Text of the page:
Whistle to the Wind
Thembo, an Igbo tribesman, sat at the top of the evergreen Congo Chulu hills in utter silence. Not a single breath of air disturbed the tranquillity that encompassed him. He was 27 years old, a man of some repute in his village and revered for his good looks, his stature and his kindness.
He had been alone in his solitude since he was six years old, after the slaughter of his father, mother and two younger sisters. He had escaped the advancing army of the Congo president Joseph Kalibi by chance while searching for bee hives in the nearby forest.
It was dark when Thembo returned to his village, female bodies lay everywhere but there were no signs of any man, including his father, to be found amongst the burning wreckage of the thatched roof buildings.
Many a year had passed by since he became a wanderer and Thembo had made his own mark on his life in the village below the hill.
As he looked across the valley below he felt at ease, his sheep and goats grazed peacefully on the sweet grass of the hillside, the evening air was cool and still, a single tear rolled down his cheek to the corner of his lips and he tasted the wet salty flavour with his tongue.
The only possession he had left of his father was the small boyish whistle he always carried with him. He reached into his pocket and withdrew the wooden whistle, ran his fingers over its full length then placed it between his lips.
The sweet musical sound drifted aimlessly across the hillside, downward to the village below with its melodious echoes and Thembo cried within his silent soul.
Thembos’ wife Chinwe, a bride of two years and a Zulu maiden of some beauty, pulled aside the rattan curtain that hung at her hut doorway. She tilted her head slightly as she listened to the music that flowed serenely downward from the hillside. A silent smile creased her cheeks and her eyes widened in the knowing that the music was meant for her ears only. Her man would be home within the hour, his arms would caress her, his smile tantalise her and his kiss would set her heart beating like a war drum.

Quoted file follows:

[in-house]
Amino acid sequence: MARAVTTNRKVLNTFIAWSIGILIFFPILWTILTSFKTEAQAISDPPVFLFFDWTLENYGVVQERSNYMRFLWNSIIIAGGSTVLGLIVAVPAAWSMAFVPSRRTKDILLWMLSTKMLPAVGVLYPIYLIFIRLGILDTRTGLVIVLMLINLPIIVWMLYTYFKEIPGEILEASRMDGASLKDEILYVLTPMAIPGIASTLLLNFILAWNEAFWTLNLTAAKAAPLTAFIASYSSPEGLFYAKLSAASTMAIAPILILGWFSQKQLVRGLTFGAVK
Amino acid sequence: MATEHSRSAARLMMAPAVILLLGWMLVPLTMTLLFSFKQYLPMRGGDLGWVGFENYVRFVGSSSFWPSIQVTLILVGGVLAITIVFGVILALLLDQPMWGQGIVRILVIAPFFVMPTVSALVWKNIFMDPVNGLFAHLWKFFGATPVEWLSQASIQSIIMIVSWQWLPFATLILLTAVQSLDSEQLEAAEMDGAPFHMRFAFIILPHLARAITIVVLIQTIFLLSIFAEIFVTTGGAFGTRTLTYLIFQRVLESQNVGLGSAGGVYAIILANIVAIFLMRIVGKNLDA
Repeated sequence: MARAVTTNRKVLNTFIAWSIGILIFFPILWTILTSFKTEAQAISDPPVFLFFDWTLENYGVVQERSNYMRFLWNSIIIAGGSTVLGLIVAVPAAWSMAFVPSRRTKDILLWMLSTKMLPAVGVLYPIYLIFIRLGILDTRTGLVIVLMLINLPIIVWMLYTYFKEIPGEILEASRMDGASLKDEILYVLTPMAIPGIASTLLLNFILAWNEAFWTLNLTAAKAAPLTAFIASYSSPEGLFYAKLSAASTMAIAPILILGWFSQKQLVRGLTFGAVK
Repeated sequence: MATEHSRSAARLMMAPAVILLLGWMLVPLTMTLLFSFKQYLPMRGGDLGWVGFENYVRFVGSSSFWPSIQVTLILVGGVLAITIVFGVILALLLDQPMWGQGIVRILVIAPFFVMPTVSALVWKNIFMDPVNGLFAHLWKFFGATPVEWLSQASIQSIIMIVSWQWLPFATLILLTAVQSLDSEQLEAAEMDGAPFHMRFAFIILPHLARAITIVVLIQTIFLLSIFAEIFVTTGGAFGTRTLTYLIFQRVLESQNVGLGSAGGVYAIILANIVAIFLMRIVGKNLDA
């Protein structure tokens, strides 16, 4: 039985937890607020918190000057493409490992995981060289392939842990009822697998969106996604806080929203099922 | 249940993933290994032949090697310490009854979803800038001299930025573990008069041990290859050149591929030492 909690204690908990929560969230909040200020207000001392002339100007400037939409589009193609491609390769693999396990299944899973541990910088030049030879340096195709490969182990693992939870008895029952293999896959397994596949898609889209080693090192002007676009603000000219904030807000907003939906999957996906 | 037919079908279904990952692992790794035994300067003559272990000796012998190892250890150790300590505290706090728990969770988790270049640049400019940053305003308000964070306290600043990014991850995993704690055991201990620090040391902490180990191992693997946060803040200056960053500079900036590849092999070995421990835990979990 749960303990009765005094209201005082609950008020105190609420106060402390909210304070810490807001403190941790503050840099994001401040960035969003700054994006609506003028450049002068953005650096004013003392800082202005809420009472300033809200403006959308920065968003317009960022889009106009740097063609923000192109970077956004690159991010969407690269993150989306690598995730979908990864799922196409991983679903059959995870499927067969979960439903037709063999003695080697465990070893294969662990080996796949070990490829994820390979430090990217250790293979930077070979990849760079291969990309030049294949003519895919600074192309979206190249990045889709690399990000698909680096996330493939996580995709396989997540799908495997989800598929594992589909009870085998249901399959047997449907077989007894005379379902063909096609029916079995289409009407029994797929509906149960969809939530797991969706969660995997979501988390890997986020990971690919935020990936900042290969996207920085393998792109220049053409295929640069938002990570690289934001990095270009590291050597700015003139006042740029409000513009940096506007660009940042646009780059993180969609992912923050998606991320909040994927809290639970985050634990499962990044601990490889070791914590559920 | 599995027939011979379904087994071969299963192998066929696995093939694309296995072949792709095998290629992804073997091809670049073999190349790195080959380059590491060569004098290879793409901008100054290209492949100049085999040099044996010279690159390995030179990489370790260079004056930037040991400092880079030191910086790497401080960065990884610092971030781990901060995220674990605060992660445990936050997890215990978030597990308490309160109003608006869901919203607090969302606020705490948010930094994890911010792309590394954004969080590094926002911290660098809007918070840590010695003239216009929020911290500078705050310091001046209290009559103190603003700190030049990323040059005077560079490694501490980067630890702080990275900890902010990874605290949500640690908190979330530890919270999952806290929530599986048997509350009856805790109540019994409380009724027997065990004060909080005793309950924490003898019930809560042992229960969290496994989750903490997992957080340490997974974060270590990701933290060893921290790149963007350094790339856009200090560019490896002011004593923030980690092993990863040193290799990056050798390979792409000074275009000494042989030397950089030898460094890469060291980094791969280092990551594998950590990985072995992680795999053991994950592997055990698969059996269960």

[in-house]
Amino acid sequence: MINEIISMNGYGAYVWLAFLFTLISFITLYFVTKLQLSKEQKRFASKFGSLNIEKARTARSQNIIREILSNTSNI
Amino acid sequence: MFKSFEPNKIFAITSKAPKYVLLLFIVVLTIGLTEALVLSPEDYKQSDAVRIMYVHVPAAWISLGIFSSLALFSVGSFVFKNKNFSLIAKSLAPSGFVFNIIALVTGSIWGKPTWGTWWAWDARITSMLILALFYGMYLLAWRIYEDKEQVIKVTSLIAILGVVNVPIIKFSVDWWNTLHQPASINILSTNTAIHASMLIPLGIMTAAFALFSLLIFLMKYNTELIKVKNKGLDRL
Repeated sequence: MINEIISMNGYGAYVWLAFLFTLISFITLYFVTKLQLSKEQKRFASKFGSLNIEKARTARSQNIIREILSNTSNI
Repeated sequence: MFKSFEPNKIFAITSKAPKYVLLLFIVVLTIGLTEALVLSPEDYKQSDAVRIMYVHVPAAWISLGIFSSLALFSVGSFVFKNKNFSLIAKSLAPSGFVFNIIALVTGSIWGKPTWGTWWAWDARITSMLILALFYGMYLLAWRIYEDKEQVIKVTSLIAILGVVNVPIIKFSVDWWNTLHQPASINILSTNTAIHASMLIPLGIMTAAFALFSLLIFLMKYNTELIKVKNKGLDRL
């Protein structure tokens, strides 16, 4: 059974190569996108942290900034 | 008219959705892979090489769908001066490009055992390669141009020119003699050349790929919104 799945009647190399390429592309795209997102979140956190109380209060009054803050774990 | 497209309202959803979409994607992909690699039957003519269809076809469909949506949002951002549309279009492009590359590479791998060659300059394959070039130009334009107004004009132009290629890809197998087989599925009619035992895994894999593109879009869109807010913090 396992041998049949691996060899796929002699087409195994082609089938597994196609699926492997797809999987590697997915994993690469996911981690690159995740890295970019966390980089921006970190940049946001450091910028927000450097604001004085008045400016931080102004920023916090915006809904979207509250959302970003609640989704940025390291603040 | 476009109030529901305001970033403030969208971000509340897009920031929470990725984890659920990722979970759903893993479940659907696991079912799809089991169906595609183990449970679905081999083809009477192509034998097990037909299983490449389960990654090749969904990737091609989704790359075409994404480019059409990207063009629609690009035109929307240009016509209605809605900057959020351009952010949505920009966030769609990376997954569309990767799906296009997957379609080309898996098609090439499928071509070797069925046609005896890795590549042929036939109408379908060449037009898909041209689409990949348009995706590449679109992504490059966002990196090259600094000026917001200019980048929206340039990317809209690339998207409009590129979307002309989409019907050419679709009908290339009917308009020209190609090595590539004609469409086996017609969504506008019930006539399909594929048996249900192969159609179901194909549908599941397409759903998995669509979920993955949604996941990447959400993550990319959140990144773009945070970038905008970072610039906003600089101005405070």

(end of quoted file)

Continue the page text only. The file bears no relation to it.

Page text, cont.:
She ran her hand gently across her swollen belly, knowing that in a few weeks time the boy inside her would be born to the gentlest kindest man she had ever known. A man of honor, a man of truth, with a love so deep within him it made her heart cry out with joy. Adazi would be his name, the name of her husband’s father, a chief above all men and the son of a wood whistling herdsman.
As the years passed Adazi grew strong and forthright. Each day at sunrise would accompany his father and gather the animals from the Penn then lead them up the hillside to graze. His father walked with him as the six year old boy led the animals to graze. Adazi loved his father, he loved the stories he told of day’s gone bye. Of bee hives, river fishing, climbing trees and playing hide and seek in the forest.